The services or goods that an organization buys must conform to the standards applicable to the organization. Such standards come from shareholders and others who fund the organization, customers and those who protect customer interests, regulators and even the suppliers themselves.
Before planning any outsourcing, an organization must first identify its own internal standards for everything it does. For any outsourcing, the organization’s own policies and procedures can frame the requirements for its external suppliers and their supply chains.
Sources of Standards.
Shareholders and Funders. Publicly traded companies have adopted Codes of Conduct following the well-publicized scandals. Such Codes of Conduct serve to assure the shareholders and other funding sources (such as member of a non-profit, voters for a governmental body and advertisers) that the organization will act ethically and in compliance with applicable laws and regulations. Shareholders and funding sources benefit from effective compliance programs by avoiding waste (fines, penalties, legal fees), distractions and reputational damage.
Customers and Consumer Protection Regulators. Every organization depends on the goodwill of its customers. Customers, and those representing their interests as consumer protection regulators, rely upon trustworthy sellers. Any breach of trust, or deceptive or unfair practice, can result in lost profits and reduced shareholder value.
Operations Regulators. Outsourcing of any business process or function entails regulatory compliance with both generally applicable laws – such as the duty to pay one’s taxes and treat one’s employee’s properly – and industry-specific laws.
Generic Regulations. Generic regulations apply to an organization regardless of its business, size, location or customers. These include:
- Advertising, branding practices and truth in disclosures.
- Anti-corruption, anti-bribery laws and other “social responsibility” rules.
- Conflicts of interest, both pecuniary interests, gifts and non-money relationships involving personal contacts, reputation and shared affiliations.
- Corporate governance.
- Data protection and privacy.
- Employment laws.
- Obtaining business permits and licenses to conduct the particular business.
- Occupational safety and health in the workplace.
- Respect for the rights of others under laws that grant rights, such as intellectual property, zoning and land use.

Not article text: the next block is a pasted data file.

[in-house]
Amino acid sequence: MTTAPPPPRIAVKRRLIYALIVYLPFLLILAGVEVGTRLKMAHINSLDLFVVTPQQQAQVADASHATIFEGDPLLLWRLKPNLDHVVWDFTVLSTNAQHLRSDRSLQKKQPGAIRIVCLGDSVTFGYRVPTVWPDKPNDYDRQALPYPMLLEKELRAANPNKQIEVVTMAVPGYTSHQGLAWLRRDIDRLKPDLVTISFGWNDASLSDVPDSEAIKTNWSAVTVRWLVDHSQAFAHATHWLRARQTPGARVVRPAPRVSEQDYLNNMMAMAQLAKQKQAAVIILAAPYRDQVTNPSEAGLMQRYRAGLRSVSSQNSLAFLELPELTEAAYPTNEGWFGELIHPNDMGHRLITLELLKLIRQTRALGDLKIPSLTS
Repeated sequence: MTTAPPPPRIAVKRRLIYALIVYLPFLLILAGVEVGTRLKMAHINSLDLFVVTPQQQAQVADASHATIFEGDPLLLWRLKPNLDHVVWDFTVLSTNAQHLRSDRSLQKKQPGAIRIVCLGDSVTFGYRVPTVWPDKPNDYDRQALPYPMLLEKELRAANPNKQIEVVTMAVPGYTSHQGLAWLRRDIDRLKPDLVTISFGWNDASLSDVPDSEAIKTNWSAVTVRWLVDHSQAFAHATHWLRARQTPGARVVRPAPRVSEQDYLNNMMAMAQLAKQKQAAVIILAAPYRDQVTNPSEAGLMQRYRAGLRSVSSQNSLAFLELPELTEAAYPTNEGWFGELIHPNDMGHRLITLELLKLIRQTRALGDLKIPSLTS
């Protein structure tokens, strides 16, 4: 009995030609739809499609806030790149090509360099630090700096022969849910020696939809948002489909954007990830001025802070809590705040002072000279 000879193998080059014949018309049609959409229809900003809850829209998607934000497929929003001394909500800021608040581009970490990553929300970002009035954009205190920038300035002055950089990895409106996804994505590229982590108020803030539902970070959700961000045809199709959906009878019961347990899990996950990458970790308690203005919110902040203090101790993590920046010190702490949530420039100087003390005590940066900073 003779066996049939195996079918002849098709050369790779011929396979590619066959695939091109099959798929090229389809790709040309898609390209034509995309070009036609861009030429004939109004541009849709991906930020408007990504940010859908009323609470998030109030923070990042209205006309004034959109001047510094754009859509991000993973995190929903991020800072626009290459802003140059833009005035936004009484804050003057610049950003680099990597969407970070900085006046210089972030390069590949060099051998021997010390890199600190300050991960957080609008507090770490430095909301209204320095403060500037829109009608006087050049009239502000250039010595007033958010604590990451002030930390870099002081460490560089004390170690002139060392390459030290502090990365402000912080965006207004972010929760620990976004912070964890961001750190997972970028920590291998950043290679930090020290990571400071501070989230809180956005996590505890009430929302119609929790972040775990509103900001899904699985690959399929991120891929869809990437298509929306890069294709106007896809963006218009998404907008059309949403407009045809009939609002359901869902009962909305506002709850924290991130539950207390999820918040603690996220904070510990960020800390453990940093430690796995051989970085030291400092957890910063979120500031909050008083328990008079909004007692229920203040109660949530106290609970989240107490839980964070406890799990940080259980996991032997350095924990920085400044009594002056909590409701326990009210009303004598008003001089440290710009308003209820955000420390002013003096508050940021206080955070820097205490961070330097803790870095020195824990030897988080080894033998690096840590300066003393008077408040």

- Tax compliance.
While outsourcers generally have an idea about the basic compliance roles, their knowledge, competence and compliance with specific industry regulations will set them apart from their competitors. The following discussion offers an overview of legal issues confronting particular industries.
- Academic. Academic institutions are licensed to provide educational services. They may receive funding from the government, private donors, students and their parents, non-profit organizations and commercial enterprises as suppliers, suppliers or co-developers of research in science and technology. Each of these relationships imposes a legal framework for compliance.
- Aerospace. Aerospace industries support military and civilian customers. In each case, product designers must meet strict compliance and testing requirements for software that is increasingly complex. At the design phase, outsourcing of segments of the product development (as Boeing did with its 787 Dreamliner®) can have an impact on intellectual property, export controls, import duties, export trade regulation and international trade in arms ( “ITAR” in the U.S.) regulations. At the manufacturing phase, outsourcing of even the smallest component could impact the bottom line by changing customs classification, country of origin, and thus eliminate cost savings programs such as duty drawback and the U.S. Generalized System of Preferences. If there is a technology transfer or deemed export of a regulated technology, site visits and special security requirements will be need, particularly if the manufacturer participates in an expedited customs entry procedure (such as C-TPAT in the U.S.).
- Banking, Financial Services and Insurance (“BFSI”). Providers of services to the banking, financial services or insurance face extensive governmental regulations, particularly after the Crash of 2007 and governmental bailouts under programs like the Troubled Assets Relief Program (“TARP”) in the United States and corresponding programs in the Group of 20. As the BFSI regulatory environment morphs to segregate lending from risk-oriented investment activities, outsourcers in the BFSI sector will need to adapt to changing rules, so their roles may differ, requiring greater contractual flexibility.
- Entertainment and Gaming. The entertainment industry has evolved into a consumer-oriented software graphics business with human resources. The gaming industry is highly regulated to avoid corruption, fraud and illegal enterprise operations. In each case, outsourcers supporting the industry must meet the standards for intellectual property creation and management, consumer protection and safety and background checks of owners and individuals serving the public.